Thus, you need to change your code to only call it once: Rust Playground does this by passing pointers around instead of references to memory, but is likely to have issues in your "real" program because of the difficulty of doing that.

So once I compute the pointers through which I want to write, I can not use a mutable reference to the original memory until after invalidating all of them. That indeed sounds like a pain to uphold, but perhaps it's simple enough to encapsulate that with a datatype that seemingly captures a &mut to the memory, but immediately downcasts to a *mut internally.

I kind of wonder though: It seems multiple derived *mut are allowed to read and write to the memory in any order. Is that guaranteed to work? I.e. the following "program" passes fine with your modifications, thanks already for that:

    let result = execute(vec![
        OpCode::WriteConstU16 { addr: 2, value: 2 },
        OpCode::WriteConstU16 { addr: 4, value: 40 },
        OpCode::AddU16 { addr_op1: 2, addr_op2: 4, addr_res: 6 },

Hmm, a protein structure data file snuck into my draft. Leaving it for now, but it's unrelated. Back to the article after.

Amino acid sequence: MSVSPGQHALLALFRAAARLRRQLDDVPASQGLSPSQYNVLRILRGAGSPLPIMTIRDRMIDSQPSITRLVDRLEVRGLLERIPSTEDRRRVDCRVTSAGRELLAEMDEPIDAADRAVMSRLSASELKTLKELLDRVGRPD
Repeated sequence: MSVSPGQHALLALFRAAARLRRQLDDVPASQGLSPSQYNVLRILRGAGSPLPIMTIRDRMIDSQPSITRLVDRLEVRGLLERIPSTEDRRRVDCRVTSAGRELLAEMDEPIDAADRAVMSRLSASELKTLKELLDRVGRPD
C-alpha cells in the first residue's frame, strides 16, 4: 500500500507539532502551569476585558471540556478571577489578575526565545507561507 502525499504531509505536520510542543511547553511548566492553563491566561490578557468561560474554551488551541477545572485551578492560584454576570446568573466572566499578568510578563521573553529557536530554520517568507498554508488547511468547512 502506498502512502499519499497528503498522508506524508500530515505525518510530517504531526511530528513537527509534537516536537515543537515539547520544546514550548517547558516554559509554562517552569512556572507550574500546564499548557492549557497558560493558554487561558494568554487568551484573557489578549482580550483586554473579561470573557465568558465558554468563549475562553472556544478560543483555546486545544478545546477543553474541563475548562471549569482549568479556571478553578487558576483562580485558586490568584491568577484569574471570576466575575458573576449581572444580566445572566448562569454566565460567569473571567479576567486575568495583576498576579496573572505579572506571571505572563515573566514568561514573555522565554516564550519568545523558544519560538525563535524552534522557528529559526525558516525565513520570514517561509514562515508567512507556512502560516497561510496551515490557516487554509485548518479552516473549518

OpCode::AddU16 { addr_op1: 2, addr_op2: 4, addr_res: 6 }, // Aliased? write
        OpCode::AddU16 { addr_op1: 6, addr_op2: 8, addr_res: 0 }, // Aliased? read

Do I understand correctly that all the pointer have a "SharedReadWrite" grant to the memory and thus are fine to read and write to it in any order?

Stacked Borrows has the formal rules; the informal statement of the rule is that, given a specific object, you cannot create or use an &mut to that object while any other &mut is still in use. And when you use an &mut to create a *mut, you create a use of the original &mut that's not tracked by the borrow checker, but instead by the programmer. It's thus up to you to make sure that the original &mut is not reused while the *muts are alive.

I believe that you can safely have multiple aliasing *muts to the same object, as long as you don't deference more than one at a time (since each &mut is expected to be unique), but I am not an expert here, and I've not fully internalised the Stacked Borrows ruleset for raw pointers. Note that if you do dereference into an &mut (as opposed to using pointer::read and pointer::write, as you do in your code so far), you'll need to be careful to make sure that you don't use any *mut to the object while that &mut is in scope. pointer::read and pointer::write avoid this footgun, but leave you needing to avoid data races etc manually.